Joyce Carol Oates and the Cat Detective

April 11, 2009 § 3 Comments

“If you’re going to spend the next year of your life writing, you would probably rather write Moby Dick than a little household mystery with cat detectives. I consider tragedy the highest form of art.”—Joyce Carol Oates, in The New York Times Book Review, April 12, 2009

a good detective consults many sources of information

a good detective consults many sources of information

This is the sort of remark that raises hackles, like Hilary Clinton and the famous, “I guess I could have stayed home and baked cookies” line. Having just acquired a cat, and not being of a mind to write Moby Dick, though I do like a good pirate story, I took exception.

a) Joyce Carol Oates has never written Moby Dick. As far as I know, nobody has but a guy named Melville.

b) If you wrote a truly convincing cat detective novel, it would be a literary triumph of the highest order. My cat, for example, would make a terrible detective. He’s basically clueless about the world and if a murder took place in my living room while I was busy writing this blog, and it was in my best interest, and therefore his, to find another suspect than myself, I doubt he would draw my attention to a salient detail overlooked by the police. Possibly if the killer got out the window and took the screen with him, the cat would take the opportunity of getting on the ledge again, in which case I would scream, he would fall—12 stories—and probably not survive for the next volume in the series.

Or else, given that cats have 9 lives, etc, he’d come back to me missing several body parts, one eye hanging from a thread, his liver in his chest cavity, his heart pumping out his ear—and the series would devolve into the gross-out supernatural, which I don’t think is what Oates meant, though she’d probably like that better than whatever cat detective she has in mind. It could even be tragic: a cat who is neither alive nor dead solving mysteries out of existential despair.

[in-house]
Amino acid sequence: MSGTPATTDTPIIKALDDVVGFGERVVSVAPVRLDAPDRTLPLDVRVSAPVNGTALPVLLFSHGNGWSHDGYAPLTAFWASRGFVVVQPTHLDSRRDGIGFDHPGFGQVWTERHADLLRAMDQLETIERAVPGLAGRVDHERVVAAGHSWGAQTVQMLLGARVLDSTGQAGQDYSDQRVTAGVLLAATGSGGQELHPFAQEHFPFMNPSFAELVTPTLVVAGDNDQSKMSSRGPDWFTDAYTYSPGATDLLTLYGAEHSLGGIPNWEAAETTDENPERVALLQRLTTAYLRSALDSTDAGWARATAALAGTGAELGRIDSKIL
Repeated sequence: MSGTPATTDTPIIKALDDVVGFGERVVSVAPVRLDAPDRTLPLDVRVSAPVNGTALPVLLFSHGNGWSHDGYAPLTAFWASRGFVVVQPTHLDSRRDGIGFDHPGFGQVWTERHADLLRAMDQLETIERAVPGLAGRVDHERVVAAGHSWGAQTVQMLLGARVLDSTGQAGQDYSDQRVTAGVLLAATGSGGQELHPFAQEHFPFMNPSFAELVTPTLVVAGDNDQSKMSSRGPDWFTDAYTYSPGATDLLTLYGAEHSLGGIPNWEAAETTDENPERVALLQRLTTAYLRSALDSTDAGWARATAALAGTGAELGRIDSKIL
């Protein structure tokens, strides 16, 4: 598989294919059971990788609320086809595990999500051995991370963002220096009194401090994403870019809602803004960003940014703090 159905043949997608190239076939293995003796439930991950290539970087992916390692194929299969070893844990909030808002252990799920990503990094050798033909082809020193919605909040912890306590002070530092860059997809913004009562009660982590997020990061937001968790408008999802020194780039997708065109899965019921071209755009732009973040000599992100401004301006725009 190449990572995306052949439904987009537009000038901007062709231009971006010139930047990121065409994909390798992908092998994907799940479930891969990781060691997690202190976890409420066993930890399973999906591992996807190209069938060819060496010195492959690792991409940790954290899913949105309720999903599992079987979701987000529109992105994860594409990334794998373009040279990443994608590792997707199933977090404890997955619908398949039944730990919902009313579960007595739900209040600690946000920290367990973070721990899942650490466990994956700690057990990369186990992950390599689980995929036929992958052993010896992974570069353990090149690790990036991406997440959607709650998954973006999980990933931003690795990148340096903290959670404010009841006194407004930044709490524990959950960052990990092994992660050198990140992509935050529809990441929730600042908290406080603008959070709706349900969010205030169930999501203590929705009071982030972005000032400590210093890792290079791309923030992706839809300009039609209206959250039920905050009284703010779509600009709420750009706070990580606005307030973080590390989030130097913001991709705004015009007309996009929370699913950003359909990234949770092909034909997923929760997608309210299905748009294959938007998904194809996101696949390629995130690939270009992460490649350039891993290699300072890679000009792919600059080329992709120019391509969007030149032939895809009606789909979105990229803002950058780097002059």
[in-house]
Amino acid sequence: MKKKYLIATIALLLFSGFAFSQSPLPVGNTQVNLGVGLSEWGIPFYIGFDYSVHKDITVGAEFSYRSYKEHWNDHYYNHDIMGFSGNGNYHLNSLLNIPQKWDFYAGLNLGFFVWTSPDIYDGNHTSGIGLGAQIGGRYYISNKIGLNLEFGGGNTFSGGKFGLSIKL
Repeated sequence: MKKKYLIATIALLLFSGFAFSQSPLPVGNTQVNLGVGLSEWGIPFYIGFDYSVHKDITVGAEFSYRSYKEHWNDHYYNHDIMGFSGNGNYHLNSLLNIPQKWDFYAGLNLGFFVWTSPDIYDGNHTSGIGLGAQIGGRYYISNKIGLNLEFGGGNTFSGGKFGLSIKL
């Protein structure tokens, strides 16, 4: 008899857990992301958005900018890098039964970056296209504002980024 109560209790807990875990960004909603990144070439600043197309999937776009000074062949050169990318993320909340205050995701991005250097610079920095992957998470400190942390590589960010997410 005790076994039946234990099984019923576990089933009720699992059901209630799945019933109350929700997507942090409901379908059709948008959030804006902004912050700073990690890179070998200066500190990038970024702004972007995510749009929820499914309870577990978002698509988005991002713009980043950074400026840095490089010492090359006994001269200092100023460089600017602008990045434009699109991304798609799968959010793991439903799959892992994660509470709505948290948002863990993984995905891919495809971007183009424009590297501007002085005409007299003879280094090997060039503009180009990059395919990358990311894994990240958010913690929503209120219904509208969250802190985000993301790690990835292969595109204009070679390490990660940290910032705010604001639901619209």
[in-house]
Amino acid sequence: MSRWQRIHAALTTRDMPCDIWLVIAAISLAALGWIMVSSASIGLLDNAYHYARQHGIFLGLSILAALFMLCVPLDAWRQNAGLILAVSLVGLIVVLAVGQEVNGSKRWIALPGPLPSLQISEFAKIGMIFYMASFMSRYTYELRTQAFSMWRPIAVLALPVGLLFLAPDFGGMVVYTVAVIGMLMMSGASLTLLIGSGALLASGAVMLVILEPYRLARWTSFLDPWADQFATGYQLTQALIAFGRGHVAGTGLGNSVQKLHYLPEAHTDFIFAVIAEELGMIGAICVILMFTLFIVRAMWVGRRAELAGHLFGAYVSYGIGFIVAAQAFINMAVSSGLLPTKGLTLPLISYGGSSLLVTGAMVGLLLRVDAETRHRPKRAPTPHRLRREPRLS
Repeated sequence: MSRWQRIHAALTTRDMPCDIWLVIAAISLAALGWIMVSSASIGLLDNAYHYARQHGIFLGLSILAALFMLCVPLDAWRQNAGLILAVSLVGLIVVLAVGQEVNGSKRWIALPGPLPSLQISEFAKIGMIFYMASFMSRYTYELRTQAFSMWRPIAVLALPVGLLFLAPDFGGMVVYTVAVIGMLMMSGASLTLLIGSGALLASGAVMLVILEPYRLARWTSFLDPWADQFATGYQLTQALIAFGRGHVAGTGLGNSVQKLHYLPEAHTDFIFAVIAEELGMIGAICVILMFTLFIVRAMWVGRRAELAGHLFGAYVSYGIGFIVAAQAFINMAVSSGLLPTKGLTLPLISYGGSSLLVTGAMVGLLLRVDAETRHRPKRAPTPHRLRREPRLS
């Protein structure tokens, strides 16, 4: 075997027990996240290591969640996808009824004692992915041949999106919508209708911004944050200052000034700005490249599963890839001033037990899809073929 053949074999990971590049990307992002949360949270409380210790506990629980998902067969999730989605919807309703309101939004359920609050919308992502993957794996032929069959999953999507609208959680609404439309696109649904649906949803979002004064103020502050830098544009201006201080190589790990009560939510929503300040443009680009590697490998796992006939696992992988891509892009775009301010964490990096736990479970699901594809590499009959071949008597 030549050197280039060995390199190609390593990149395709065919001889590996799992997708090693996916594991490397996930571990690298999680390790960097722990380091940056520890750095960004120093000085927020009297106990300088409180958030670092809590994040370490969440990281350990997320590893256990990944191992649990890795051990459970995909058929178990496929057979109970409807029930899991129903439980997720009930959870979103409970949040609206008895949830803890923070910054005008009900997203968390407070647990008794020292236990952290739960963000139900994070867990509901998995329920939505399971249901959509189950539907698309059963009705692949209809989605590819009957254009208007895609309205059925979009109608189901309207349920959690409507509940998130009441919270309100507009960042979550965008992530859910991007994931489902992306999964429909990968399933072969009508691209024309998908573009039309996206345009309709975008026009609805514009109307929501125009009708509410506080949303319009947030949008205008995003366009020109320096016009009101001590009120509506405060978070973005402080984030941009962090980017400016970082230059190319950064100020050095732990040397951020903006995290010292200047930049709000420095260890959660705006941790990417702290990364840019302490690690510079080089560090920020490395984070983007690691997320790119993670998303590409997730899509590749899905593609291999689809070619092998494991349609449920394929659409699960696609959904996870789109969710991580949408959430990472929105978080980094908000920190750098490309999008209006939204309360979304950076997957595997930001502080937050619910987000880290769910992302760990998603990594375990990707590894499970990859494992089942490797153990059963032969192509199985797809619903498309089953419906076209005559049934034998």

It could be, but it would be difficult to write. It’s difficult to do anything well.

For all her devotion to the art of tragedy, Oates is not inclined to let it have its place in the normal course of things. In the same interview, she said, referring both to the fact that she does her own cleaning and to the recent death of her husband, which has inspired an interest in writing a memoir about widowhood that would be the opposite of Joan Didion’s The Year of Magical Thinking, “Mine would be filled with all sorts of slapstick, demeaning and humiliating things. Like trash cans whose bottoms are falling out…Didion took it on a very high plane, and she does have assistants and maybe a maid. But it’s actually a very hardscrabble experience. It’s not placid and tragic so much as it’s physically arduous.”

Now, really. Was he doing all the work? Did he create no mess? Men on trains will lift your suitcase if you ask them. I know something about doing household tasks without a husband, and if it’s unseemly to brag about cleaning the gutters myself because I was younger 3 years ago, when I last had a house, than Oates is now, my guess is I was also younger than her husband.

After my husband left—for Florida—I suffered more from  sorrow than from the necessity of killing all the mice myself and flirting with the plumber so he’d try harder to figure out why the antifreeze wouldn’t drain out of the system. (Not a job my husband could do, by the way. Either my part, or the plumber’s.)

And just on a word-use note, can you call a life ‘hardscrabble’ if the owner of that life has plenty of money and doesn’t hire help because she’s too shy? I think we need a cat detective to find out what the story is. Why wasn’t the man’s death tragic, at least to his longtime wife? Reader, I’m sorry; she murdered him.

 

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